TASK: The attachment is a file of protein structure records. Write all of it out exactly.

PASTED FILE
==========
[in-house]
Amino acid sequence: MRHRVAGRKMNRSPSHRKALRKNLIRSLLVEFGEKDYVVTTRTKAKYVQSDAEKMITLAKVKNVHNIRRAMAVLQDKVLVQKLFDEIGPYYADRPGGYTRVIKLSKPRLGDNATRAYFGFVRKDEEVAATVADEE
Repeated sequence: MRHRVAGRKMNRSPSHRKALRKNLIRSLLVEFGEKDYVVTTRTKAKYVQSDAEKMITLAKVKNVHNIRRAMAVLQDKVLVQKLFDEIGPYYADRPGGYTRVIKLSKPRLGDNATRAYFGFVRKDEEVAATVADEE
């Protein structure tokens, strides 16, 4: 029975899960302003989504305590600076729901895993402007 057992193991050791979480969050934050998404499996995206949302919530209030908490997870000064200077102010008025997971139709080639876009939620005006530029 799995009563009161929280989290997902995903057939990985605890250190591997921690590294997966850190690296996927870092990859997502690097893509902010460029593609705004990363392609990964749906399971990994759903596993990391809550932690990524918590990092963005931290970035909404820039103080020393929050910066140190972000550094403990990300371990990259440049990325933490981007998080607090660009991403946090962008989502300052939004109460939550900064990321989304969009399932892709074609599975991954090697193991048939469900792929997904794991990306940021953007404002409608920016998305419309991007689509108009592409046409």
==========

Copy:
[in-house]
Amino acid sequence: MRHRVAGRKMNRSPSHRKALRKNLIRSLLVEFGEKDYVVTTRTKAKYVQSDAEKMITLAKVKNVHNIRRAMAVLQDKVLVQKLFDEIGPYYADRPGGYTRVIKLSKPRLGDNATRAYFGFVRKDEEVAATVADEE
Repeated sequence: MRHRVAGRKMNRSPSHRKALRKNLIRSLLVEFGEKDYVVTTRTKAKYVQSDAEKMITLAKVKNVHNIRRAMAVLQDKVLVQKLFDEIGPYYADRPGGYTRVIKLSKPRLGDNATRAYFGFVRKDEEVAATVADEE
């Protein structure tokens, strides 16, 4: 029975899960302003989504305590600076729901895993402007 057992193991050791979480969050934050998404499996995206949302919530209030908490997870000064200077102010008025997971139709080639876009939620005006530029 799995009563009161929280989290997902995903057939990985605890250190591997921690590294997966850190690296996927870092990859997502690097893509902010460029593609705004990363392609990964749906399971990994759903596993990391809550932690990524918590990092963005931290970035909404820039103080020393929050910066140190972000550094403990990300371990990259440049990325933490981007998080607090660009991403946090962008989502300052939004109460939550900064990321989304969009399932892709074609599975991954090697193991048939469900792929997904794991990306940021953007404002409608920016998305419309991007689509108009592409046409």